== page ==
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Kelley
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PostSubject: Glubbdubdrip and Luggnagg   Fri Jan 19, 2007 4:46 am

Glubbdubdrib seemed to be a way to emphasize the flaws in every culture, across time. Gulliver is disappointed to find out about the treachery and secrets of the ancient civilizations, especially from the esteemed individuals that he met. I think that this points out our desire to have heroes, and see the best in them, and the disappointment we face when we are forced to see the 'humanity' and flaws in all of us.

I also think that this section made a point of noting the changes over the past few centuries, and how much lower the moral standards are now.

The realization of what becomes of those who live eternally in Luggnagg is emphasized by the previous travel. Gulliver when initially thinks of living forever, thinks of all the great things that could be learned and done. Not only does he then see that the body ages and is unable to acccomplish many tasks, he also makes a note that the lucky ones are those that lose thier minds. The memories of what has happened (the treachery and secrets of the past are all known first hand), the repeated mistakes, the people known, and future ahead, haunts and eventually destroys these people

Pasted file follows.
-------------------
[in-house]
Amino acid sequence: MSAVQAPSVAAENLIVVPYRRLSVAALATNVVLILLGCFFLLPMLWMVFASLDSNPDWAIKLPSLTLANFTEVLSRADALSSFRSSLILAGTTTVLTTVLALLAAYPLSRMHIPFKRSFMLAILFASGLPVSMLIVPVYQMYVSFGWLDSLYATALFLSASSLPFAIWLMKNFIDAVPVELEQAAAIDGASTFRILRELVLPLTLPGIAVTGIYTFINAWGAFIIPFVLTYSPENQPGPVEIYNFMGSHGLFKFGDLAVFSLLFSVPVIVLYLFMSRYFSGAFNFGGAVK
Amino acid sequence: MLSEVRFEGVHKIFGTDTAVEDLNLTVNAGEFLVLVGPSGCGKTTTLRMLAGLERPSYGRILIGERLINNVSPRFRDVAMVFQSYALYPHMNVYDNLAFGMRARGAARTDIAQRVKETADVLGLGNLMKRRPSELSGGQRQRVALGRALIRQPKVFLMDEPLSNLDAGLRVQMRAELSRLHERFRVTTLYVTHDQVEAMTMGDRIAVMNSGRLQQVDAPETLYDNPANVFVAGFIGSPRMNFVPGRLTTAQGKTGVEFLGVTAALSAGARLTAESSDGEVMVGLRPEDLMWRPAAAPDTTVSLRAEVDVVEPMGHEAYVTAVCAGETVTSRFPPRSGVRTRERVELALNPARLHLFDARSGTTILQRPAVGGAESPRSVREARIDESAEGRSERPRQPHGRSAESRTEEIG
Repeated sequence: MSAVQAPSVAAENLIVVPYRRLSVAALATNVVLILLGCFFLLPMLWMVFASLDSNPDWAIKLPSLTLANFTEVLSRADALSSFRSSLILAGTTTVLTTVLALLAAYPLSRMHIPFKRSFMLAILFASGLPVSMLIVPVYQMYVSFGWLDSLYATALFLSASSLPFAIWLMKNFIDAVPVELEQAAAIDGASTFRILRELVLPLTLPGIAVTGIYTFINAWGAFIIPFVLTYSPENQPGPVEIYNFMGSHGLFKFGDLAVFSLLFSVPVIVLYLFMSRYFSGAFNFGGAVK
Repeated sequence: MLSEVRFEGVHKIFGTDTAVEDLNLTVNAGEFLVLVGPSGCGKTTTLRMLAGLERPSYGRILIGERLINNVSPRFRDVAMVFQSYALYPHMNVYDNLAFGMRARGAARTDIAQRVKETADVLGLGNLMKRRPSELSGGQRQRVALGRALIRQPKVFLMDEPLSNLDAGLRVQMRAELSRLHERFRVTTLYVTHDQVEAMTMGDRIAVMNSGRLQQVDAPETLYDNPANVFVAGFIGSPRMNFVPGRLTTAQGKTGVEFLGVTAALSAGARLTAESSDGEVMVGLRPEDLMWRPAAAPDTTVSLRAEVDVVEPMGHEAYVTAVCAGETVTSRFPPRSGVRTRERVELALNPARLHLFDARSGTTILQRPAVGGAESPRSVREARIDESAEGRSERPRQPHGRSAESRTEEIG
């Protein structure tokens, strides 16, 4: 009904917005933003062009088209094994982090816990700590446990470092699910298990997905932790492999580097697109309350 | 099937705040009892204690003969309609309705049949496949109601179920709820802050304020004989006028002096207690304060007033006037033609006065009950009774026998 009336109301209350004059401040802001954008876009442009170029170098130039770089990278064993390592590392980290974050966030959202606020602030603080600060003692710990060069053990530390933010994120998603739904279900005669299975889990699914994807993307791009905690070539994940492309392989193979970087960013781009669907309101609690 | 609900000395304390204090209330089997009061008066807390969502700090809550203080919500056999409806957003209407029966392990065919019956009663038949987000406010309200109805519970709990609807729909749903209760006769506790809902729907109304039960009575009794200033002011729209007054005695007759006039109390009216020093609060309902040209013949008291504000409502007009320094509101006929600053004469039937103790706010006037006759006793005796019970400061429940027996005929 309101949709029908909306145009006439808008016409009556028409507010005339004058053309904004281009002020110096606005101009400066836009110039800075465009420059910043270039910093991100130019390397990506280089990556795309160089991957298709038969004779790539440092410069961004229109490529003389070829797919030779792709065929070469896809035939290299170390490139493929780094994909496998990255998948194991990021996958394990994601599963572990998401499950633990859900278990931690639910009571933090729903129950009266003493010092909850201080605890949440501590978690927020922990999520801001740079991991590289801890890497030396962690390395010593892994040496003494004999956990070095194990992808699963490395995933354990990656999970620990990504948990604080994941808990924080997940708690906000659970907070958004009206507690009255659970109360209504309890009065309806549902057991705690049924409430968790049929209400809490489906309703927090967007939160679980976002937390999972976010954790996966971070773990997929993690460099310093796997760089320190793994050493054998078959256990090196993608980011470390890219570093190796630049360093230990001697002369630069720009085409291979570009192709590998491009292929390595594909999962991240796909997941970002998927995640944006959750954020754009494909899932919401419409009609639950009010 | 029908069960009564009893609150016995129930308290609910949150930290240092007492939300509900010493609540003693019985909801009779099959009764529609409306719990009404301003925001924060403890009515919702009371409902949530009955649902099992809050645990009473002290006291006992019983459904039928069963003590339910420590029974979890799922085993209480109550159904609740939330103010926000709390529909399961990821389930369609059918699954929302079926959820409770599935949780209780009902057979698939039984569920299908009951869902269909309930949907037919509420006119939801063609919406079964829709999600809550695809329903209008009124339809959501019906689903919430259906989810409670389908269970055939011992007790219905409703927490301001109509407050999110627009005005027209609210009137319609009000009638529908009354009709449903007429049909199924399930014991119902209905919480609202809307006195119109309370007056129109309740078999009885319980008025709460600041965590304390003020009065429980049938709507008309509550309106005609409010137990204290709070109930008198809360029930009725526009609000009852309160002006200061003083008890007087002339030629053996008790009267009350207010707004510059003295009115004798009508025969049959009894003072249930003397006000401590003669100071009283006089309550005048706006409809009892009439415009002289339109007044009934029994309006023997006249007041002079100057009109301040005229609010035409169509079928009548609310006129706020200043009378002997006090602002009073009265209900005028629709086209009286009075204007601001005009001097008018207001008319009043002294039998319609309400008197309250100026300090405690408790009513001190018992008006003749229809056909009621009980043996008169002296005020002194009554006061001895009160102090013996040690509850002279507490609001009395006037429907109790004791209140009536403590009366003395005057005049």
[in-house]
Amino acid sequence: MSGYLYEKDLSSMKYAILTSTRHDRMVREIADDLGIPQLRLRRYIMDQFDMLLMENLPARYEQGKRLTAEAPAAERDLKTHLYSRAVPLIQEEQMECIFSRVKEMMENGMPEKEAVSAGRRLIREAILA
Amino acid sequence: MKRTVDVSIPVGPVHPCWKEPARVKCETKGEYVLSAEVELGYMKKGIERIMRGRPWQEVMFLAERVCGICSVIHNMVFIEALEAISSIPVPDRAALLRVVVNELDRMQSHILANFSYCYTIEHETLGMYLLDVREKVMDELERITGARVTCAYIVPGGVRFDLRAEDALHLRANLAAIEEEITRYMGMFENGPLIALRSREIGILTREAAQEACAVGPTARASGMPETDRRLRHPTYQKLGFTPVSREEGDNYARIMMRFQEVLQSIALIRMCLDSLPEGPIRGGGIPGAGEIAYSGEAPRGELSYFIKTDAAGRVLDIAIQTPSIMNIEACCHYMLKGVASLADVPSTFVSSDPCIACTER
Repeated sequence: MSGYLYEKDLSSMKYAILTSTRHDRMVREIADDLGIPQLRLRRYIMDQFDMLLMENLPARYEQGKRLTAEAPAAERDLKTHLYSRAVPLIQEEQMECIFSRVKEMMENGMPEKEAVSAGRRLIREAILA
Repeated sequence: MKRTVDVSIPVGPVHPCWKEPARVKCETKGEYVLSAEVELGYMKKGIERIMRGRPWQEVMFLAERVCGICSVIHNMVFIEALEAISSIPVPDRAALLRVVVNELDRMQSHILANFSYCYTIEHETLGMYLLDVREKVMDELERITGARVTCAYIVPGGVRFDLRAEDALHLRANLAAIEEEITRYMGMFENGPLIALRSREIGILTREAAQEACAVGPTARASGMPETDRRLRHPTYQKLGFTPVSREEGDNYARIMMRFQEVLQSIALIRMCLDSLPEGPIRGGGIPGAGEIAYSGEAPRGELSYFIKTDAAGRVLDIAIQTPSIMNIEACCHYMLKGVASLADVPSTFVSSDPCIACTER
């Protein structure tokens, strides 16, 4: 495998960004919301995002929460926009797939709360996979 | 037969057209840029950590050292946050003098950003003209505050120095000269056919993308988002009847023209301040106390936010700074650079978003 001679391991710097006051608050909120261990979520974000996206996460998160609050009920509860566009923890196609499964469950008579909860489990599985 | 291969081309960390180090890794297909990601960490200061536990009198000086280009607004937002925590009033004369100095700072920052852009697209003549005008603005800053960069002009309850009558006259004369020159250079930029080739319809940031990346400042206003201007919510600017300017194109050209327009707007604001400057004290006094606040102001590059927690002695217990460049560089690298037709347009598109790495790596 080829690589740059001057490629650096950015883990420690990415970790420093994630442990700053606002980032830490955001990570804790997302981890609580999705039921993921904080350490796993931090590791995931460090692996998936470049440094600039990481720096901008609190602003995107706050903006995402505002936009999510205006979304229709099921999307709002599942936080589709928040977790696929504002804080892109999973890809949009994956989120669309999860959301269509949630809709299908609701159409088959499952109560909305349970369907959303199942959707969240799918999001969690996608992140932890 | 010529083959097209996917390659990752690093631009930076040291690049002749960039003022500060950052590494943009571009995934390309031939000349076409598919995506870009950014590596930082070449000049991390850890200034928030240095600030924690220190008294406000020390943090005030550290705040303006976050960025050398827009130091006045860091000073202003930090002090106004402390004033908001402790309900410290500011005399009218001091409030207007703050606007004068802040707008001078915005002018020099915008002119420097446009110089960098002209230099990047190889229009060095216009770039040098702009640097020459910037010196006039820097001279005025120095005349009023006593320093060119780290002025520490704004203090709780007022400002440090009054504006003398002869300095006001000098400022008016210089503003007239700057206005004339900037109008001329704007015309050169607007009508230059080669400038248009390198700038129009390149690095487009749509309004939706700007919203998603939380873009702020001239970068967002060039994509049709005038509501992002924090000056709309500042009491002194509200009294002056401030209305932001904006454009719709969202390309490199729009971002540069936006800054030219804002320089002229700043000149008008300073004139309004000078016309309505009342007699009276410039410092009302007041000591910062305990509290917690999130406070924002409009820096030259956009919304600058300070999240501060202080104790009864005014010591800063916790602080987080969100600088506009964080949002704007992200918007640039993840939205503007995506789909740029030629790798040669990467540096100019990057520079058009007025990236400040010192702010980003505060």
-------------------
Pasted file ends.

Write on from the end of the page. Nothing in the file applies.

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Kelley
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PostSubject: Marti   Fri Jan 19, 2007 4:49 am

I think that you have made some really good points here. It was an interesting chapter, and definitely opened up many areas for thought. Question
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PostSubject: Re: Section III   Fri Jan 19, 2007 5:09 am

I really like the different thoughts that you have. Kelley what is your take on the Struldbrugs?
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Karen

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PostSubject: Re: Section III   Sat Jan 20, 2007 3:47 pm